Do you have realistic price expectations?
If you list your home for sale today, it may be unrealistic to assume that you will fetch the same price at which similar homes sold a few months ago in February. I say “may” because it depends on the type and location of the house. Downtown Toronto homes and most condos have yet to see major price pressures. Many low-rise suburban homes, on the other hand, have seen price falls (see the Data Dive section below), which means your price expectations must match the location and segment of your particular market.
If a homeowner decides to sell their home at a significant discount, that doesn’t mean you have to follow them and accept such a low sale price – a comparable sale doesn’t make a market.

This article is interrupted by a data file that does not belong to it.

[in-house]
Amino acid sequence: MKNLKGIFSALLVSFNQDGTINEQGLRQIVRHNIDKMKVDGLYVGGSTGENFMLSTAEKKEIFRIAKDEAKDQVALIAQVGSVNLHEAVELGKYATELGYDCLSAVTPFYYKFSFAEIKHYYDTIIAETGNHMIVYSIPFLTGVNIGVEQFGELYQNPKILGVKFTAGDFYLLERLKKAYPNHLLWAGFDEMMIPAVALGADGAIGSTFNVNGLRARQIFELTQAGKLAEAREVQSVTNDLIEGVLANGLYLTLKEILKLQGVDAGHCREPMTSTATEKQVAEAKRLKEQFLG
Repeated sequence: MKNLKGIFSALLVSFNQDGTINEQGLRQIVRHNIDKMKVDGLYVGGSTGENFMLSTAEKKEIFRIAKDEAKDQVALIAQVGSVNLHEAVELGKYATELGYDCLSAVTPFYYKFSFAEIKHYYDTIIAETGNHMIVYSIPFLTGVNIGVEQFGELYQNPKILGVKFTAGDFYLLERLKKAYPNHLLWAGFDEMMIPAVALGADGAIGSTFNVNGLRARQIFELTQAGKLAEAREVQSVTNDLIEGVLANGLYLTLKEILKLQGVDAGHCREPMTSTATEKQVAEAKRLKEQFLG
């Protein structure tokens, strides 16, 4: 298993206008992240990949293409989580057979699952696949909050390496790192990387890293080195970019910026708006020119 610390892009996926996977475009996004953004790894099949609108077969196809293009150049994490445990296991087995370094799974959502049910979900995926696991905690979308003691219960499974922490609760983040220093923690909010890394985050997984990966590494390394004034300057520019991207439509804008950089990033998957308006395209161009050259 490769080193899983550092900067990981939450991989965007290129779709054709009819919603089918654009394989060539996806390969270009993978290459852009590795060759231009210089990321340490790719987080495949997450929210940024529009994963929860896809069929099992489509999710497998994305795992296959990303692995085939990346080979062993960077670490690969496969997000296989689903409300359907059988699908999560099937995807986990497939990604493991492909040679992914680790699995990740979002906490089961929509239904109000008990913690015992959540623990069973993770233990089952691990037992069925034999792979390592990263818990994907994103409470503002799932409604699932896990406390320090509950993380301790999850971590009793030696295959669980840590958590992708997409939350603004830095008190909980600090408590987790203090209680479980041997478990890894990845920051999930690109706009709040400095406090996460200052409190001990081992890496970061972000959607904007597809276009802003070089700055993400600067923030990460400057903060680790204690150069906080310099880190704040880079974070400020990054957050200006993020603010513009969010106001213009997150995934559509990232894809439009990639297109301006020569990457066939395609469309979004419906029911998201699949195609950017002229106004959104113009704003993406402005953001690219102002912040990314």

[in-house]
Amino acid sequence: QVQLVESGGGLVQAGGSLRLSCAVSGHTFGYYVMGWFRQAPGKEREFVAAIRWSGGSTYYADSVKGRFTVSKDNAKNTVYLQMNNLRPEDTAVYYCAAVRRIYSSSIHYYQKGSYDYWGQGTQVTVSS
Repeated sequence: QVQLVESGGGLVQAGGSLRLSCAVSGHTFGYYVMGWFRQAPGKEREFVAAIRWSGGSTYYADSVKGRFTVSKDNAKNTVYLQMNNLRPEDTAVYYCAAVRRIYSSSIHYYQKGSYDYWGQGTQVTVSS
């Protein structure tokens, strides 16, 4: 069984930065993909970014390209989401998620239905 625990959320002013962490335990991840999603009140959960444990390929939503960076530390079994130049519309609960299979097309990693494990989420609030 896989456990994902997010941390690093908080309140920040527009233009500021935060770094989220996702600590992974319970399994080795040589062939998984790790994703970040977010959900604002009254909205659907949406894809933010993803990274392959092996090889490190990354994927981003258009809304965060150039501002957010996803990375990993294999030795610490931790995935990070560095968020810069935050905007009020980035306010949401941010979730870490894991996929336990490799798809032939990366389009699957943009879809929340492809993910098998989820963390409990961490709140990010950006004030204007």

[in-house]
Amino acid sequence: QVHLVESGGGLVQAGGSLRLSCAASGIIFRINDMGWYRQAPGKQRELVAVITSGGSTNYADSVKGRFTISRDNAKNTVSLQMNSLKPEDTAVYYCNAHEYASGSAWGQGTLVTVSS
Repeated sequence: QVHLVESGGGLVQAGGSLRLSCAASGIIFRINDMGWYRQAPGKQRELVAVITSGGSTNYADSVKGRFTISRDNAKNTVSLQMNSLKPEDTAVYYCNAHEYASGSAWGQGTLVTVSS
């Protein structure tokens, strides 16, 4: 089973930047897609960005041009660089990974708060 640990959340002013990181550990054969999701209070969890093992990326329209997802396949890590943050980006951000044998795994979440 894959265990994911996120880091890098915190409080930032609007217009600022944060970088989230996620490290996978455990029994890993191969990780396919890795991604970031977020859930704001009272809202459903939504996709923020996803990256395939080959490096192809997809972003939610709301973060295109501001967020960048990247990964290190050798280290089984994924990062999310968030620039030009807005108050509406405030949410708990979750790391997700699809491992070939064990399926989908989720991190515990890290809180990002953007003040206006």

You must base your price expectations on all recent comparable sales, ideally homes that have sold in the last two to three weeks.
In a normal balanced market, it’s common to use comparable sales of houses that were sold 3 to 4 months ago, but in a slowing market where prices are changing rapidly, you need to use more recent sales.
The downside to realistic asking price is not to get too desperate. Many of the sellers we’ve recently helped sell their home after buying it found that the first offer they received for their home was below what they wanted – and below what they ended up buying their home for sold. When a market starts to change, it’s common for many buyers to start testing sellers to see how desperate they are, and we see that on the ground. Some inexperienced realtors may urge their clients to take these low-ball offers if they’re also panicking (see “Why Are Toronto House Prices Falling So Fast?” again).